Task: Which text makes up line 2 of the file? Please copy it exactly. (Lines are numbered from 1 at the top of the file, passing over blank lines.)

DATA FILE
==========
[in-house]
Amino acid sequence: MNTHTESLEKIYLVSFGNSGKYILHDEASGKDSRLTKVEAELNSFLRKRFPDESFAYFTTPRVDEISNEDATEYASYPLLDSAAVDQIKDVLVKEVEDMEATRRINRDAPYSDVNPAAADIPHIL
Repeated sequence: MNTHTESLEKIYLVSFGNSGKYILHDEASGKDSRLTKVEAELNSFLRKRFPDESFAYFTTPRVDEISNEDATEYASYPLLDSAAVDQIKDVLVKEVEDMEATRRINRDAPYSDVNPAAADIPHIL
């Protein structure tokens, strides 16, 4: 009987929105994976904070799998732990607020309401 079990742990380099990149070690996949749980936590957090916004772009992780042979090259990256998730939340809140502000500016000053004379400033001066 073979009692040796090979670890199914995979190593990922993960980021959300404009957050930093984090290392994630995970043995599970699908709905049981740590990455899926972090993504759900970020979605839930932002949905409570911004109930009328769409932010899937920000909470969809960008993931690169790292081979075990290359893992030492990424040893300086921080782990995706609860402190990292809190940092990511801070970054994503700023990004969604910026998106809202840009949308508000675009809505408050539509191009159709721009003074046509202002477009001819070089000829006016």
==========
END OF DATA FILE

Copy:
Amino acid sequence: MNTHTESLEKIYLVSFGNSGKYILHDEASGKDSRLTKVEAELNSFLRKRFPDESFAYFTTPRVDEISNEDATEYASYPLLDSAAVDQIKDVLVKEVEDMEATRRINRDAPYSDVNPAAADIPHIL